NASCAR driver and U.S. Navy Lt. Jesse Iwuji really didn’t think twice. He saw a small flame and a family that might need help, so he instinctively turned onto the shoulder of the interstate and took action.
Minutes later, that small flame had turned into a full-fledged inferno, with the fire department needed to put the flames out of the charred, melted minivan. The family of four that had been inside when Iwuji pulled over? Totally safe, a good distance away, thanks to Iwjui’s direction.
“I was just doing what I think was the right thing to do,” Iwuji told NASCAR.com by phone.
The incident happened Sunday, with Iwuji near the end of his six-hour drive home from the Monster Energy NASCAR Cup Series race at Sonoma Raceway.
THROWBACK: Iwuji on GarageCam
He was cruising through the Grapevine, California, area on Interstate 5 and noticed a minivan stopped on the side of the road. He noticed the family. He noticed a “small little fire, like a couple of candles or so” coming from underneath.
Something seemed ominous, especially when Iwuji noticed the slight smoke starting to rise. And Iwuji, with 38 combined starts in the K&N Pro Series East and West, has been around race cars enough to know about combustibility.
“As I was walking toward them I noticed that fire underneath was getting just a little bit bigger,” Iwuji said. “Just being around race cars and things that can catch on fire, I knew that something like this just doesn’t slowly become a big fire.
“It can quickly ignite and become a bad situation really quick.”
Iwuji ushered the family – parents, and two children – away from the van. He said he had to practically pull the father out, who was trying to get every item out of the vehicle that he could.
“We got away and just right after that, the engine just burst into flames,” Iwuji said. “From there, it then went into the front seat, then into the back seat, then it got to the fuel cell area and the whole thing erupted.”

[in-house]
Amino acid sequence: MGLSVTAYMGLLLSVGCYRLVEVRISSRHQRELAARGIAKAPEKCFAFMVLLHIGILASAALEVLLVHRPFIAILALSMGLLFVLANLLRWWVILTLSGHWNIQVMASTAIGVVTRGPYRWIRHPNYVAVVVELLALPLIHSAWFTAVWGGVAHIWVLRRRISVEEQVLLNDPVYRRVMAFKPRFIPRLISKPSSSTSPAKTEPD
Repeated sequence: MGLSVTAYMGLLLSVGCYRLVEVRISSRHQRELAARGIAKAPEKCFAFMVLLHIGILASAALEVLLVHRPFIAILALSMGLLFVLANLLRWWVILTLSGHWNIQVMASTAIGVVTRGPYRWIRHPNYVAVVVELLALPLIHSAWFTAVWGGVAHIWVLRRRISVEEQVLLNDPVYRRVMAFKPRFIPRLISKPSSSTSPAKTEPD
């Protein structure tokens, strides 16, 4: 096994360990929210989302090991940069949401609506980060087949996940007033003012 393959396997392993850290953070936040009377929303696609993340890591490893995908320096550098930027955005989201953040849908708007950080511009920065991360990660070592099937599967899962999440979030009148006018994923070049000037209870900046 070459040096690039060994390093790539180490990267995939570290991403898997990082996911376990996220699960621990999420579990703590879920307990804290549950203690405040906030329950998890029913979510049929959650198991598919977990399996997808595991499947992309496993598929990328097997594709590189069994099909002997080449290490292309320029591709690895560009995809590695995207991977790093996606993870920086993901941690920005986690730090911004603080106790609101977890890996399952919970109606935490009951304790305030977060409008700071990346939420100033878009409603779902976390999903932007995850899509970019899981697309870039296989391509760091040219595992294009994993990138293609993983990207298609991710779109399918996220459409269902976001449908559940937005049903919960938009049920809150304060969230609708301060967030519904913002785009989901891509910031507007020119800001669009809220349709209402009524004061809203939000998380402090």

Safety safety safety guys and girls. I saw a small little fire underneath this family of 4?s van and I knew right then it was about to be bad news. I?m glad I stopped and got them away because they were still worried about getting stuff out the car. Things went from small to bad pic.twitter.com/av6C7j76Nd
— Jesse Iwuji (@Jesse_Iwuji) June 25, 2018
You can see video of that eruption on a video Iwuji posted to his Twitter handle. It’s an unsettling scene, but one Iwuji thought was important to broadcast to his followers for a couple of reasons.
One, it shows how quickly things can get bad when fire is involved. Iwuji lives less than eight miles from the origin point of the 2017 Ventura wildfires, which burned more than 200,000 acres, so he’s seen firsthand how fire can spread quickly in dry and dusty California.
The second reason stemmed from Iwuji’s cognizance that he was the only one who stopped when he noticed a potentially dangerous situation.
“Don’t be a passerby,” Iwuji said. “Go help if you see something wrong. Don’t just drive by with your cell phone and record it; stop and help. That was the main reason, to really show people that you can do your small part. It has nothing to do with trying to be a hero or anything like that. You just do the right thing.
“The whole thing was pretty crazy. I’m just glad I was able to stop and help them out, and help them get away and just doing my little part.”
It’s perhaps fitting that Iwuji’s act occurred during NASCAR Salutes Refreshed by Coca-Cola, a collective expression of reverence, respect and gratitude for those who served and continue to defend America today.
RELATED: More on NASCAR Salutes
Iwuji continues to serve in the U.S. Navy while he pursues his driving career. His time as a servicemember created the foundation of his desire to help in such situations.
“I think (being in the service) has a lot to do with it,” Iwuji said, explaining why he stopped. “It just becomes second nature. I’ve noticed any time there’s ever any situation on the side of the road that could be a dangerous situation, I don’t even have to think twice. I just stop and see what I can do to help. I just try to do my part.”